Is Pandemic Brain Changing Your Taste in Music?

collage by hunter French

BY Josh Terry

When I asked my Twitter timeline if their listening habits had changed since March, I got hundreds of responses. Though it varied wildly from genre, moods, and frequency, everyone said they'd experienced some sort of upheaval in their relationship to music this year.

This isn't an abnormal experience, at least according to Jessica Pouranfar, music therapist at Northwestern Medicine Central DuPage Hospital and Northwestern Medicine Delnor Hospital. "The way we listen to music is extremely psychological and physiological," said Pouranfar.

“Music activates so many areas of the brain at the same time, in both hemispheres that involve emotion, memory, language, and motor. It activates ... dopamine, which helps you feel pleasure. Music can decrease your cortisol levels, the hormone in charge of stress.”

-Jessica Pouranfar, music therapist

These physiological responses are the center of Pouranfar's work as a music therapist treating patients with a variety of symptoms from stress, anxiety, physical pain, sleep deprivation, to Alzheimer's and other ailments through live music interventions and guided relaxation.

“Sometimes people who are anxious listen to intentionally calming music but it just makes them more anxious. It’s because the music doesn’t match where they are emotionally.”

-Jessica Pouranfar, music therapist

"It's important to listen to music that matches our state of being in tempo, in rhythm, in frequency, in volume, and in lyrics," Pouranfar said. The sweet spot is finding music that directly mirrors your mood and body and gradually changing it to improve your overall state.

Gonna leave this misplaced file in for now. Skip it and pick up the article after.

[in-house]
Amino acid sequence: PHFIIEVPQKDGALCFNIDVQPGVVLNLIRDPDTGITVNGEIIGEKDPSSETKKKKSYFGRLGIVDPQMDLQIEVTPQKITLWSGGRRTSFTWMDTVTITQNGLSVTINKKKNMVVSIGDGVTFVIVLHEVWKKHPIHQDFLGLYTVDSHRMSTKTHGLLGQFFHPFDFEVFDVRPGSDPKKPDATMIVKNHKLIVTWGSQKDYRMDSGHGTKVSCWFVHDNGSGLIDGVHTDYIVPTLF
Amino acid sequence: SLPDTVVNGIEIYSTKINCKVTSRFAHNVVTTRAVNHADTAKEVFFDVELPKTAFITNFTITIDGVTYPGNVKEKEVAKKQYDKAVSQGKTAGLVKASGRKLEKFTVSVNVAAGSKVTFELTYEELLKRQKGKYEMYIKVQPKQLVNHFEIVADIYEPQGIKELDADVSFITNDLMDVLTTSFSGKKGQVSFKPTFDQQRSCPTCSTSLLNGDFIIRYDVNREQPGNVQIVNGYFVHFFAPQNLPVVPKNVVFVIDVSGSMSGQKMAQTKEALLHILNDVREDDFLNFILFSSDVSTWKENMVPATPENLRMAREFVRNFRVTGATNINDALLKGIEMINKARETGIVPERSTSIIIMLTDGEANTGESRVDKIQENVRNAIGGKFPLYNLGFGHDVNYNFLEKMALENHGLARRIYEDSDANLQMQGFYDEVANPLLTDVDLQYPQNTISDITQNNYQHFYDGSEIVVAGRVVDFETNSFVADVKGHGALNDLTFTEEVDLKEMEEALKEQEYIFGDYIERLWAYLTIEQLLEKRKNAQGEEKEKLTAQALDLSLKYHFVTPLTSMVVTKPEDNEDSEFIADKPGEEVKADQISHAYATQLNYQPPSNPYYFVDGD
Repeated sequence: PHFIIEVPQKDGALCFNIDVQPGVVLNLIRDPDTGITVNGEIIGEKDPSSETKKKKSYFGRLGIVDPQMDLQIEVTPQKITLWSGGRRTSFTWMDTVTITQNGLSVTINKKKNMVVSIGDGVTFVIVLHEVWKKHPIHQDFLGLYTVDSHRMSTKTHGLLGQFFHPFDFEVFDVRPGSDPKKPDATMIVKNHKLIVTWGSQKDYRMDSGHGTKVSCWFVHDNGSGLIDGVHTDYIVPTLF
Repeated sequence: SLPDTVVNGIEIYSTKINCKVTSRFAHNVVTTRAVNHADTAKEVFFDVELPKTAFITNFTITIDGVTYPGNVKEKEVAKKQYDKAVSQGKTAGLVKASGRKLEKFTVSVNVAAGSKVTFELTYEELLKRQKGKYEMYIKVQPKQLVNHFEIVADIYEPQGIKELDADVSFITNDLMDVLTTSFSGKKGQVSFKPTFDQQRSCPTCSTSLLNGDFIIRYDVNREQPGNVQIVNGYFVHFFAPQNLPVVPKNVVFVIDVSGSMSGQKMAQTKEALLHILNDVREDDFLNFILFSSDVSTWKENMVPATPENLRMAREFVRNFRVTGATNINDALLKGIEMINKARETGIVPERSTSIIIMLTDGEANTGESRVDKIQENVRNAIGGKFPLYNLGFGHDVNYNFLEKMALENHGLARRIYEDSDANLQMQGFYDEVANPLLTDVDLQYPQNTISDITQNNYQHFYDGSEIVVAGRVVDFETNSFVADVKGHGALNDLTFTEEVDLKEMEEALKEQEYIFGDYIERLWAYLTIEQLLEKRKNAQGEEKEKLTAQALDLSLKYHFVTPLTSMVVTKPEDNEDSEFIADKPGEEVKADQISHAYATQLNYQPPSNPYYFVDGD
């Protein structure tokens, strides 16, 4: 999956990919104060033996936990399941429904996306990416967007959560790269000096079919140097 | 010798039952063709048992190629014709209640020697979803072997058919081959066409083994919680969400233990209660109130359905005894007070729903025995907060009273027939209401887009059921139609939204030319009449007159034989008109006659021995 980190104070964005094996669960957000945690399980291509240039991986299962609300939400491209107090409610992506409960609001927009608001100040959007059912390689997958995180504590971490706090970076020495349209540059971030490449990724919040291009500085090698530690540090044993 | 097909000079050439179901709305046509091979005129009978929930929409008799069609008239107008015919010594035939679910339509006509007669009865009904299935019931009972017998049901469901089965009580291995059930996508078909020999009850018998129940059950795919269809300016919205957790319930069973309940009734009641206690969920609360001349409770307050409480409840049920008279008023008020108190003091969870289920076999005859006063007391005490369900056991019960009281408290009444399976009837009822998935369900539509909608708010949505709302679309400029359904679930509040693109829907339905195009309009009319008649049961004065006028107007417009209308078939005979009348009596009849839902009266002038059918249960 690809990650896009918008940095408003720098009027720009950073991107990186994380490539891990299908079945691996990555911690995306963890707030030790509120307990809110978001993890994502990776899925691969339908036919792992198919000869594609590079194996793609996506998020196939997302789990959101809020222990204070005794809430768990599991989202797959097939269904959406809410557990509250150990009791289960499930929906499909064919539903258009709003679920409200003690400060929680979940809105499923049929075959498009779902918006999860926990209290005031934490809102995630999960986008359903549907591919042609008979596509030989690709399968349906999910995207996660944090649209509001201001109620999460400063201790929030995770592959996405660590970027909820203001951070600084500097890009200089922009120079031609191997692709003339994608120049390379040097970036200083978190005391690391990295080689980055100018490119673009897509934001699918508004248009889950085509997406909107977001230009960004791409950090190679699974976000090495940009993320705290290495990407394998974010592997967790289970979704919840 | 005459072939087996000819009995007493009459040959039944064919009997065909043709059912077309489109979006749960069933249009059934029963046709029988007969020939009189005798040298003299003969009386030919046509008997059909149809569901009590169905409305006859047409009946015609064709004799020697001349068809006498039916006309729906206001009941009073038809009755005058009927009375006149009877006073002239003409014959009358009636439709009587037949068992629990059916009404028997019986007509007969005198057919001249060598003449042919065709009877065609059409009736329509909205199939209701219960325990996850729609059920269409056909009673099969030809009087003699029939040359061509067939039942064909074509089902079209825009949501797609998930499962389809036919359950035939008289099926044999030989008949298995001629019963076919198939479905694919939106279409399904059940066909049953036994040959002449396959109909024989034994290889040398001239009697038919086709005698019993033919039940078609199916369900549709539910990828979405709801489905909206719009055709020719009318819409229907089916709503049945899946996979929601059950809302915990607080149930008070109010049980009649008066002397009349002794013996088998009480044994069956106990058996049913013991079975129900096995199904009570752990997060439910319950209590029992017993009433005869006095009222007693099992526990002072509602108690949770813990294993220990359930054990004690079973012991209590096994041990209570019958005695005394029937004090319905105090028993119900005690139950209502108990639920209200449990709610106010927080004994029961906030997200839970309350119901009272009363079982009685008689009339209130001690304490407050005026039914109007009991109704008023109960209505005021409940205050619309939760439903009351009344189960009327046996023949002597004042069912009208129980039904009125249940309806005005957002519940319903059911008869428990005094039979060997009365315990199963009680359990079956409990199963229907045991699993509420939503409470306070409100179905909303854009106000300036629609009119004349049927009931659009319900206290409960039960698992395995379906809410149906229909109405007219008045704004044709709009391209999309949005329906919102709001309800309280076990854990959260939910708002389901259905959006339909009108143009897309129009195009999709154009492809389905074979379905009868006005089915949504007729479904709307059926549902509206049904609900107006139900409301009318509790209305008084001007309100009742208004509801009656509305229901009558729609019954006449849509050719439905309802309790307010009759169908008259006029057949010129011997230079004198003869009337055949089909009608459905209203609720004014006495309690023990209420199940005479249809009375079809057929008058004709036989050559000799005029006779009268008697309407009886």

The way we listen to music is personal as well as mood-and-activity-based. Recent data from Spotify shows that work-from-home themed playlists grew 1,400 percent since March and baking-themed playlists have risen 120 percent. Music provides entertainment at work and on commutes.

Since March, what I listen to has been wildly inconsistent. We soundtrack our lives but I still had no idea why I have been listening to so much less music. Pouranfar reminded me that music can trigger memories that are good but painful to remember right now.

“If you’re sad you can’t go to concerts and festivals right now because of COVID, you might not listen to your favorite bands because it only makes you feel bad.”

-Jessica Pouranfar, music therapist

I'm slightly jealous of people who are able to use this time to discover new sounds and those who are able to just go back to their nostalgic favorites from childhood. For the latter, Pouranfar said, these memories conjure positive and cathartic experiences.

“Music activates the temporal lobe, which is in charge of memory, language, and hearing. In Alzheimer’s patients, you can activate that part of their brain by using music that they used to listen to where they’re present, smiling, and singing along. Nostalgia is so powerful.”

-Jessica Pouranfar, music therapist

The way we listen in 2020 is in some respects a reflection of how we're coping with such a turbulent year. Are reaching for comfort food we know we already like? Are we using this time to expand our horizons? Whatever it is, it's a totally valid response to a difficult time.

“We’re wanting to feel good because we deserve to feel good. Even though all these terrible things are happening in the world with COVID-19, social injustices, and the election, we still have that innate feeling of wanting to be happy and how we’re approaching music reflects that.”

-Jessica Pouranfar, music therapist

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